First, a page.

Lights: Among the easiest and yet one of the most important safety checks. The FMCSA actually specifies that all lights affixed to the outside of every truck and trailer must be operational. This includes not only the obvious headlights, brake lights and turn signals – but also all forward and rear marker lights. These are easily checked by simply turning on all lights including Hazard Flashers and then walking around the truck and looking. While a technically proper check would best involve two people – one in the cab and one outside, it is sufficiently possible for a single driver to do this. And while we are on the subject, you even notice the guys with dozens and dozens of lights on their trucks to light them up like a Christmas Tree? The regulations, as stated, are that all lights must be operational at all times – not just the factor lights. Therefore, before you decorate your truck, realize that if there is a problem and one or more of these extra lights are burnt out that you can be ticketed for the offense.
Air Lines and Light Connectors: It is not enough to think these are properly attached and in good shape. You really must take the time to reach out and touch them. Check that they have not vibrated loose and are not suffering from and damages. Both the tractor’s and the trailer’s glad hands should be inspected. Insure the electrical/light connector is properly seated in place.
Under the Hood. Yes, you should check the fluid levels, but also take a few minutes with a flashlight to check belts and hoses. Assuming the engine is off, check belts for proper tension and look for any cracking or other defects. Hoses should not be leaking or have signs of bulges or infiltrations. Even in daylight a flashlight will help you spot things that may be in the shade of the cab, hood or other engine components. Look under the engine area for signs of leaks.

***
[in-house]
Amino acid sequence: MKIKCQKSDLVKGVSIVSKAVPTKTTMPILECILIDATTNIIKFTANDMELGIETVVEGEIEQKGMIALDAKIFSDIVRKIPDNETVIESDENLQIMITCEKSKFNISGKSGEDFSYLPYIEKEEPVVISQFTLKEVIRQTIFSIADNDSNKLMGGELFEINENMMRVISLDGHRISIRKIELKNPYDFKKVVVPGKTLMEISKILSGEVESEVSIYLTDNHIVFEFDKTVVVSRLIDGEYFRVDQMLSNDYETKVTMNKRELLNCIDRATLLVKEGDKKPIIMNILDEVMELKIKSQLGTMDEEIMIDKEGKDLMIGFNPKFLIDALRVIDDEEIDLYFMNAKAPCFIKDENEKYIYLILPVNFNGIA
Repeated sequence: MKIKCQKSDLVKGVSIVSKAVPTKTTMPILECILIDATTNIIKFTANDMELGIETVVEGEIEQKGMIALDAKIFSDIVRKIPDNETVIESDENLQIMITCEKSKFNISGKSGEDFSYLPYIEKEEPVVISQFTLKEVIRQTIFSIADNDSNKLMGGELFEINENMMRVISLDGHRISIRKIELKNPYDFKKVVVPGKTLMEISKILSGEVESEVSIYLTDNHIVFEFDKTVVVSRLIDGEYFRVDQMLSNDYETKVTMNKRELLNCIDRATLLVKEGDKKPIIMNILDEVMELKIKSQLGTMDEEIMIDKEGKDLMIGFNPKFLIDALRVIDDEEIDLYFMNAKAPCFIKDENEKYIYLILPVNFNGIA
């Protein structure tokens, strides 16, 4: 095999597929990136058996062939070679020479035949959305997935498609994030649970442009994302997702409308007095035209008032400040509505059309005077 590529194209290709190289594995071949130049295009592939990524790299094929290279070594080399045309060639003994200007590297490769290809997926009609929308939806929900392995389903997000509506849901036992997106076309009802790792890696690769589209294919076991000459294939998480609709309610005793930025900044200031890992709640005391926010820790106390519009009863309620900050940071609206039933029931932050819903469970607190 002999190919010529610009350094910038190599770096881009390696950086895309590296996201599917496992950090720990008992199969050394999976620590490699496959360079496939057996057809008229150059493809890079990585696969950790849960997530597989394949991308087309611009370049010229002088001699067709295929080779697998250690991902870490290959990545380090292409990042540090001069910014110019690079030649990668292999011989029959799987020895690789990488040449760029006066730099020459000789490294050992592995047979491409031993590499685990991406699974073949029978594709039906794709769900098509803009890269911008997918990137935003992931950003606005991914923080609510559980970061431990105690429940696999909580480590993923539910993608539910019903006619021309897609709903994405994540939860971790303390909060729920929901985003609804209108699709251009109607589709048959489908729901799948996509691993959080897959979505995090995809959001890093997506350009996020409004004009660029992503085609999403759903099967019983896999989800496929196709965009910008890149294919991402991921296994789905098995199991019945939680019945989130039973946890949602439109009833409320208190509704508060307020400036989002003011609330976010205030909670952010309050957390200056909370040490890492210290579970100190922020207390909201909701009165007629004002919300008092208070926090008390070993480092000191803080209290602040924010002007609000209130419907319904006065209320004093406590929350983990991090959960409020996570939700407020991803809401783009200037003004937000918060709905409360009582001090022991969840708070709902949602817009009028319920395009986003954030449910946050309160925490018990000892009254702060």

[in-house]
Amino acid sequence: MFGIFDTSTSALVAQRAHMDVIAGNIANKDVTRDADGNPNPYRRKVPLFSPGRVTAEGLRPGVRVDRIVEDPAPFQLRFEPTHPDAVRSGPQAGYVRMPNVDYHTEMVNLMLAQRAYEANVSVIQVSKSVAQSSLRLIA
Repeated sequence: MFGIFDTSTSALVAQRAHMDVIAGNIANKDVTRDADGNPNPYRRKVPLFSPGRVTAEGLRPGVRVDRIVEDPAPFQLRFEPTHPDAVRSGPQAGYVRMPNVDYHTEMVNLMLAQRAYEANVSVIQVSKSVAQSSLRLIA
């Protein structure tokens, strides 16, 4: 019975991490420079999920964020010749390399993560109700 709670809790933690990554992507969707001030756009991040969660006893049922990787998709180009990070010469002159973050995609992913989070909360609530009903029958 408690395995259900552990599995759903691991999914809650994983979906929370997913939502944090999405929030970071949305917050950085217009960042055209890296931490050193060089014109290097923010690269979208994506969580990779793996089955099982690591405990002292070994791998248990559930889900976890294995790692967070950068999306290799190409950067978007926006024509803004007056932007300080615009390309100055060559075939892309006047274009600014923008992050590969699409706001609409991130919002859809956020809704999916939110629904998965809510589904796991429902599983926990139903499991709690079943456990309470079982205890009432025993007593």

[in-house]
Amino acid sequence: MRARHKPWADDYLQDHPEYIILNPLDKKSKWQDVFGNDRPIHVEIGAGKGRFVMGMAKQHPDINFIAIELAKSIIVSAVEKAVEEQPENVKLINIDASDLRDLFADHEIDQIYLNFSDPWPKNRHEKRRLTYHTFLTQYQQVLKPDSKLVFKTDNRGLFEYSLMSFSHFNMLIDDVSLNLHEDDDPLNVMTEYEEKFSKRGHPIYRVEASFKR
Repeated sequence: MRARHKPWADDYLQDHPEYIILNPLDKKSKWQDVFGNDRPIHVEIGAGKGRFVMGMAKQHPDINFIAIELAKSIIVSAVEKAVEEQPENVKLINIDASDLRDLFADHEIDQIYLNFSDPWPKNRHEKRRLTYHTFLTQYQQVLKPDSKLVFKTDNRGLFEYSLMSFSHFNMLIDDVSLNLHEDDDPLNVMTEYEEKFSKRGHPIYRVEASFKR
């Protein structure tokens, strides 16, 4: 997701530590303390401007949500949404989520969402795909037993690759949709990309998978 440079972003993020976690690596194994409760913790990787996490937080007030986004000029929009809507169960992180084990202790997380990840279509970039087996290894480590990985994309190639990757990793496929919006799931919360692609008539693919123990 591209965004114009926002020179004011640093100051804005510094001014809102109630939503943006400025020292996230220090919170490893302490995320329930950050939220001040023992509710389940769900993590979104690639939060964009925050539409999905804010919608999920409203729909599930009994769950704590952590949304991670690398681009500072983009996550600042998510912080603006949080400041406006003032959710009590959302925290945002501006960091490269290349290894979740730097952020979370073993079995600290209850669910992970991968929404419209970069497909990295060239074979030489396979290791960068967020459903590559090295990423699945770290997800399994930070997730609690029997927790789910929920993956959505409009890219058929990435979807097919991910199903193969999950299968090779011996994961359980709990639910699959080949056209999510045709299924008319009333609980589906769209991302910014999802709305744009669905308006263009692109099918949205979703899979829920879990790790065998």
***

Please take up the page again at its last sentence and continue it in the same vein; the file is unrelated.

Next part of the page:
General Structure. While under the hood and as you walk around the entire unit, repeatedly check the frame and other major structural components for any damages. This will require stooping and twisting – but there is only one way to know.
Fifth Wheel Lock: Each and every time you hook to a new trailer and at least once a day, you should make a habit of checking the lock release to insure it is still locked and go under the trailer to visually check that the king pen lock is in place. The “pull test” is nice, but double checking is professional.
Maybe you pull the same trailer every day or drop and hook a numerous times per day – it is your duty as a professional truck driver to always inspect each trailer you are hooked to before you take it on to the highways and byways. Safety inspections will in the long run improve the possibility that you will be able to deliver your load on time and return to your family at home.